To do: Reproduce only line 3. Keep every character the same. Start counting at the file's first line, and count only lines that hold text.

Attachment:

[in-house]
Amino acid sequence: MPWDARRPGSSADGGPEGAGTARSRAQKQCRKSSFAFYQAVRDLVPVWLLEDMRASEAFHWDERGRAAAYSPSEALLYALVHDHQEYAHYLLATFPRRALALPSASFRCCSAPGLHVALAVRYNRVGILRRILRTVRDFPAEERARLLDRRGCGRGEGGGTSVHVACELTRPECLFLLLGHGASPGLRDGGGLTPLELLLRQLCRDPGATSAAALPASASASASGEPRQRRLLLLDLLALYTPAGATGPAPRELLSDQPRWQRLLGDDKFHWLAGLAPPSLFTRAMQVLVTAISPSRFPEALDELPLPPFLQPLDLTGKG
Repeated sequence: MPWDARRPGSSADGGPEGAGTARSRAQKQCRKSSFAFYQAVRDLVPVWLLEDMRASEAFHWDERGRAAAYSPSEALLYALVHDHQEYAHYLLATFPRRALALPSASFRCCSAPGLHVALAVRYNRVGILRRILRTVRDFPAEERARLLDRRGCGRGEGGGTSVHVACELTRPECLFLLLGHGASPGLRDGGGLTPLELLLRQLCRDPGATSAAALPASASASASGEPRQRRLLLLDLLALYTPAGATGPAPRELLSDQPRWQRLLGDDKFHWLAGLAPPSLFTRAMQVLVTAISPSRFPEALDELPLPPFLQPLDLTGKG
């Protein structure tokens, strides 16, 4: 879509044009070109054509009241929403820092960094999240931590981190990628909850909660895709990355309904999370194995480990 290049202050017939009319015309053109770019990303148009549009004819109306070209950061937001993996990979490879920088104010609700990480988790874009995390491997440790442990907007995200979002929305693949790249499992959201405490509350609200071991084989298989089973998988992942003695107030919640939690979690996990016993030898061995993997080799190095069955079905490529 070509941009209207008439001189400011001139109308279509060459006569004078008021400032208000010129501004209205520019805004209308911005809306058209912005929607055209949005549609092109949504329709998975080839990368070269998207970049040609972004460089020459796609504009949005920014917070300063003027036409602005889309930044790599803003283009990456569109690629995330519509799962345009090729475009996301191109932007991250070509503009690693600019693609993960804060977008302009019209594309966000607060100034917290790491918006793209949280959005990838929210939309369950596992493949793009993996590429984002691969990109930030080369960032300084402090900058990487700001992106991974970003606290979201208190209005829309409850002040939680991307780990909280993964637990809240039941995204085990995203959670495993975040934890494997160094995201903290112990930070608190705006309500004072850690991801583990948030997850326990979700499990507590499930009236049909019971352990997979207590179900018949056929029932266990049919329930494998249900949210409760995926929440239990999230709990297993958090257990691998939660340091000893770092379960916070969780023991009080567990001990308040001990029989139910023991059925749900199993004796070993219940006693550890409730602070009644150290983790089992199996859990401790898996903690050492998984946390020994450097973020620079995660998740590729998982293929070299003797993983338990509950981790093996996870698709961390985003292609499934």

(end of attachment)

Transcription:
Repeated sequence: MPWDARRPGSSADGGPEGAGTARSRAQKQCRKSSFAFYQAVRDLVPVWLLEDMRASEAFHWDERGRAAAYSPSEALLYALVHDHQEYAHYLLATFPRRALALPSASFRCCSAPGLHVALAVRYNRVGILRRILRTVRDFPAEERARLLDRRGCGRGEGGGTSVHVACELTRPECLFLLLGHGASPGLRDGGGLTPLELLLRQLCRDPGATSAAALPASASASASGEPRQRRLLLLDLLALYTPAGATGPAPRELLSDQPRWQRLLGDDKFHWLAGLAPPSLFTRAMQVLVTAISPSRFPEALDELPLPPFLQPLDLTGKG